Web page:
- Rational ignorance: Another reason why the union would make the University less democratic is rational ignorance. Students are busy and there is very little pay-off for acquiring information on public affairs. That means most students will not expend the time and energy to actively get involved in union affairs. (Most people do not actively engage in student affairs now, so what is the reason to believe that they will once there is a union?) Most of them won’t care who their union representatives are, who is bargaining on their behalf, what items are being negotiated with the University, etc.An implication of this is that only students who have strong private interest and are deeply involved in union activities will have the greatest say on matters that concern everyone.Union supporters would argue that students can exercise their democratic right by voting for or against a proposed collective bargaining agreement. Just vote “no” if you don’t like the proposed contract. The problem with this argument is that what an individual or a group of students wants might never even be on the contract. Most of them probably won’t even have a chance to voice their opinions in any meaningful way. Union supporters argue that union will help students have a greater voice in administrative matters such as what kinds of benefits are included in healthcare and what kind of compromises are made between benefits and salaries. However, given the rational ignorance rule, there is a danger of vocal minorities with strong views dominating the conversation during the negotiation with the University. The resulting collective bargaining agreement may primarily reflect the views of few interested individuals.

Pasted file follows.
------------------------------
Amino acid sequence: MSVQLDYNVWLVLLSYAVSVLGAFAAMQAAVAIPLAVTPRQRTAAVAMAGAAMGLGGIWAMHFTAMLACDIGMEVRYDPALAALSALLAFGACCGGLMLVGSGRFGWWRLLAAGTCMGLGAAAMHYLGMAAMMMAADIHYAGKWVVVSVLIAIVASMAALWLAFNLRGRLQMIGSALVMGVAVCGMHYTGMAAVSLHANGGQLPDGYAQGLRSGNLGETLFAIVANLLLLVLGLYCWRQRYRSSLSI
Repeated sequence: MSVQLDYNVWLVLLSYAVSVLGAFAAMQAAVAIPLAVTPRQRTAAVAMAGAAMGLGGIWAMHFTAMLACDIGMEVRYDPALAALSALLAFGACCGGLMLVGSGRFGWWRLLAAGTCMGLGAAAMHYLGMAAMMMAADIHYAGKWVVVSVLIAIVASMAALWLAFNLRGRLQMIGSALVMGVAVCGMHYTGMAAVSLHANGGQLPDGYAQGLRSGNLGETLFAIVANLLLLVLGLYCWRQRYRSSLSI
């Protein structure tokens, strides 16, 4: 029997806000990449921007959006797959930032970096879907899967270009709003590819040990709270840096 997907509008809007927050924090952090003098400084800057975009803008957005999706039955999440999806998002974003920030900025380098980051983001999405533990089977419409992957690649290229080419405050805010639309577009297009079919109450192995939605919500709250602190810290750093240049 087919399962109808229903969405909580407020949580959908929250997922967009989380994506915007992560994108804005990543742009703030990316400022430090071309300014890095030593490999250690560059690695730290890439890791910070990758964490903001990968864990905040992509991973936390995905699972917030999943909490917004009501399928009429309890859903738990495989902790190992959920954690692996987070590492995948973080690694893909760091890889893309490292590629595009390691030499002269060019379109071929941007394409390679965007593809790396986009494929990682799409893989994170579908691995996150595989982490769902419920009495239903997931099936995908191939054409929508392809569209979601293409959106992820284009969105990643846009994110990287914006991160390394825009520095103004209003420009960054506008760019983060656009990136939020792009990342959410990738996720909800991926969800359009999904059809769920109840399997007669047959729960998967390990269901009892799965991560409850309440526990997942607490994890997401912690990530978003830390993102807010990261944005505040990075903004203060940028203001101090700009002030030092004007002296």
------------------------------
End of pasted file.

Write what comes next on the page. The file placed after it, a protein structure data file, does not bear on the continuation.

As shown above, there are reasons to think that having a union will make the graduate student community less democratic. Furthermore, here are signs that these already have been happening.